Articles | Volume 8, issue 1
SOIL, 8, 213–222, 2022
https://doi.org/10.5194/soil-8-213-2022
SOIL, 8, 213–222, 2022
https://doi.org/10.5194/soil-8-213-2022
Original research article
22 Mar 2022
Original research article | 22 Mar 2022

Transition to conservation agriculture: how tillage intensity and covering affect soil physical parameters

Felice Sartori et al.

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Interactive discussion

Status: closed

Comment types: AC – author | RC – referee | CC – community | EC – editor | CEC – chief editor | : Report abuse
  • RC1: 'Comment on soil-2021-113', Anonymous Referee #1, 21 Oct 2021
    • AC1: 'Reply on RC1', Ilaria Piccoli, 01 Feb 2022
  • CC1: 'Comment on soil-2021-113', Marta Diaz, 04 Jan 2022
    • AC2: 'Reply on CC1', Ilaria Piccoli, 01 Feb 2022
  • RC2: 'Comment on soil-2021-113', Anonymous Referee #2, 11 Jan 2022
    • AC3: 'Reply on RC2', Ilaria Piccoli, 01 Feb 2022

Peer review completion

AR: Author's response | RR: Referee report | ED: Editor decision
ED: Publish subject to minor revisions (review by editor) (03 Feb 2022) by Fuensanta García-Orenes
AR by Ilaria Piccoli on behalf of the Authors (14 Feb 2022)  Author's response    Author's tracked changes    Manuscript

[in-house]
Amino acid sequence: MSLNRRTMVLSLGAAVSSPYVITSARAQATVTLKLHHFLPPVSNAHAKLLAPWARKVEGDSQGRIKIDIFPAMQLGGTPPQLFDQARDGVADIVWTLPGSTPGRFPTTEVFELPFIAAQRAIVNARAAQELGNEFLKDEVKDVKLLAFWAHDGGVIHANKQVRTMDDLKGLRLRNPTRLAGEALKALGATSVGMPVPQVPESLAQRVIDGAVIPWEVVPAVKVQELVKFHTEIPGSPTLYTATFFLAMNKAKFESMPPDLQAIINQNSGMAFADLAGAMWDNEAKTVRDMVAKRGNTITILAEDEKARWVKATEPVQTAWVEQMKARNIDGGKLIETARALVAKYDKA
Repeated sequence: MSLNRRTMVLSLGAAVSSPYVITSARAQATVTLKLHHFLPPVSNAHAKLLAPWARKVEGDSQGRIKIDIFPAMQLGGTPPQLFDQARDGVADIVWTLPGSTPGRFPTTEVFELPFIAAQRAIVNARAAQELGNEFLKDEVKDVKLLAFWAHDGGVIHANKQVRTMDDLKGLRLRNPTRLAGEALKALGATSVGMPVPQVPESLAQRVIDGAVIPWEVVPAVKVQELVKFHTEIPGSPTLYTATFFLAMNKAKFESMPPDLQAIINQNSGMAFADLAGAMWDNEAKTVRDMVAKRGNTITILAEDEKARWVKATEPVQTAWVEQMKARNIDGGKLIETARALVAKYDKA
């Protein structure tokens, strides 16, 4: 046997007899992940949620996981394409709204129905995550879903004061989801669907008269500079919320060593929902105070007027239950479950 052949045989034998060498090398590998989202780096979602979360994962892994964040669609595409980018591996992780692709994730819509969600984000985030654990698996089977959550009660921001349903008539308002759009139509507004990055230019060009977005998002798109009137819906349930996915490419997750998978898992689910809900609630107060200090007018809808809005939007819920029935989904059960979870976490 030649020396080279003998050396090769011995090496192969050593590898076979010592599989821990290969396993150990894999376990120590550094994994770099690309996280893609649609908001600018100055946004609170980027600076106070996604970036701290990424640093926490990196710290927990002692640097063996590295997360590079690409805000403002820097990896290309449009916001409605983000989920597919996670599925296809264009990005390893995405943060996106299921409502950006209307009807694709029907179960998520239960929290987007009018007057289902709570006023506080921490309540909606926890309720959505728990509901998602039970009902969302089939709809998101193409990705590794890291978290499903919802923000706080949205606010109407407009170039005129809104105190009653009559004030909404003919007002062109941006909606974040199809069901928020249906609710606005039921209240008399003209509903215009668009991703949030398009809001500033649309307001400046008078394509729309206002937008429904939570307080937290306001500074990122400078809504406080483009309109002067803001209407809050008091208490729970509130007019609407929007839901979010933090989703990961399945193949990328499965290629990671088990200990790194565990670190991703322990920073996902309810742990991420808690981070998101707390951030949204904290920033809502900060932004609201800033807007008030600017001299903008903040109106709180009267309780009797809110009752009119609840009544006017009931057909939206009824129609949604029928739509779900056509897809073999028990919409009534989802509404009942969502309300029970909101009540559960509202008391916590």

ED: Publish as is (25 Feb 2022) by Fuensanta García-Orenes
ED: Publish as is (01 Mar 2022) by Engracia Madejón Rodríguez(Executive Editor)
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Short summary
This study aimed to evaluate the short-term effects of the transition from conventional to conservation agriculture on soil physical properties, by determining the best soil tillage and covering combination, to exploit the benefits of conservation agriculture from the first conversion years. The results proved that, despite an increase in bulk density and penetration resistance, soil under reduced tillage systems with a cover crop improved its hydraulic properties.